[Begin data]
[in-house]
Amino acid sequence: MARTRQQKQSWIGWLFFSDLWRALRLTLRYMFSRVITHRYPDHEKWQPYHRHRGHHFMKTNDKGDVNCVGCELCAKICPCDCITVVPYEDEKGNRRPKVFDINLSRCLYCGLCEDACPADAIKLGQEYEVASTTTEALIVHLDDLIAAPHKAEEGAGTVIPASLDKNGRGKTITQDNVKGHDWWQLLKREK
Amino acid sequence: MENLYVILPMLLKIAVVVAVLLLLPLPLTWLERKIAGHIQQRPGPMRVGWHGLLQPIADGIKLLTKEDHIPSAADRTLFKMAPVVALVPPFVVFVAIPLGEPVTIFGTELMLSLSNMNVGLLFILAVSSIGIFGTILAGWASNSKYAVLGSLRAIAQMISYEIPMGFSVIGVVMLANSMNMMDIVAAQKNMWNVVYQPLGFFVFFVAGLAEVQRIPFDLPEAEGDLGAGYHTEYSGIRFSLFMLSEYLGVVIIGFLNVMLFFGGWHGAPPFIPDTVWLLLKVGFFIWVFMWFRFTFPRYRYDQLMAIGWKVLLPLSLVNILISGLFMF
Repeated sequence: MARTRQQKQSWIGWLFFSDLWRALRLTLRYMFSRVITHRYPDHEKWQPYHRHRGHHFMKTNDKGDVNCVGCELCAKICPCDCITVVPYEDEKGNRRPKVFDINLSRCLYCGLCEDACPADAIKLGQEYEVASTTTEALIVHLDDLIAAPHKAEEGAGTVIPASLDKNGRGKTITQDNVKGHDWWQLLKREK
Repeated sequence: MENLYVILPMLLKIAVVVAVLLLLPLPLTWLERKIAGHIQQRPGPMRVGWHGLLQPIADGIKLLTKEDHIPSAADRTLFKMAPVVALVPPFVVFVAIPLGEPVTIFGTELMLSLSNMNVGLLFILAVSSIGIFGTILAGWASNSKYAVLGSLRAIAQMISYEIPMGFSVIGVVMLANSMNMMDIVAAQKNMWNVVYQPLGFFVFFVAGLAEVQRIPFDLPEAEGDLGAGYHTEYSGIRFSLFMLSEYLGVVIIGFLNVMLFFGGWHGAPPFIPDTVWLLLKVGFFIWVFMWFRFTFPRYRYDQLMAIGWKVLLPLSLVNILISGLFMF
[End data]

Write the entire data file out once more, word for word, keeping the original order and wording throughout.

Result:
[in-house]
Amino acid sequence: MARTRQQKQSWIGWLFFSDLWRALRLTLRYMFSRVITHRYPDHEKWQPYHRHRGHHFMKTNDKGDVNCVGCELCAKICPCDCITVVPYEDEKGNRRPKVFDINLSRCLYCGLCEDACPADAIKLGQEYEVASTTTEALIVHLDDLIAAPHKAEEGAGTVIPASLDKNGRGKTITQDNVKGHDWWQLLKREK
Amino acid sequence: MENLYVILPMLLKIAVVVAVLLLLPLPLTWLERKIAGHIQQRPGPMRVGWHGLLQPIADGIKLLTKEDHIPSAADRTLFKMAPVVALVPPFVVFVAIPLGEPVTIFGTELMLSLSNMNVGLLFILAVSSIGIFGTILAGWASNSKYAVLGSLRAIAQMISYEIPMGFSVIGVVMLANSMNMMDIVAAQKNMWNVVYQPLGFFVFFVAGLAEVQRIPFDLPEAEGDLGAGYHTEYSGIRFSLFMLSEYLGVVIIGFLNVMLFFGGWHGAPPFIPDTVWLLLKVGFFIWVFMWFRFTFPRYRYDQLMAIGWKVLLPLSLVNILISGLFMF
Repeated sequence: MARTRQQKQSWIGWLFFSDLWRALRLTLRYMFSRVITHRYPDHEKWQPYHRHRGHHFMKTNDKGDVNCVGCELCAKICPCDCITVVPYEDEKGNRRPKVFDINLSRCLYCGLCEDACPADAIKLGQEYEVASTTTEALIVHLDDLIAAPHKAEEGAGTVIPASLDKNGRGKTITQDNVKGHDWWQLLKREK
Repeated sequence: MENLYVILPMLLKIAVVVAVLLLLPLPLTWLERKIAGHIQQRPGPMRVGWHGLLQPIADGIKLLTKEDHIPSAADRTLFKMAPVVALVPPFVVFVAIPLGEPVTIFGTELMLSLSNMNVGLLFILAVSSIGIFGTILAGWASNSKYAVLGSLRAIAQMISYEIPMGFSVIGVVMLANSMNMMDIVAAQKNMWNVVYQPLGFFVFFVAGLAEVQRIPFDLPEAEGDLGAGYHTEYSGIRFSLFMLSEYLGVVIIGFLNVMLFFGGWHGAPPFIPDTVWLLLKVGFFIWVFMWFRFTFPRYRYDQLMAIGWKVLLPLSLVNILISGLFMF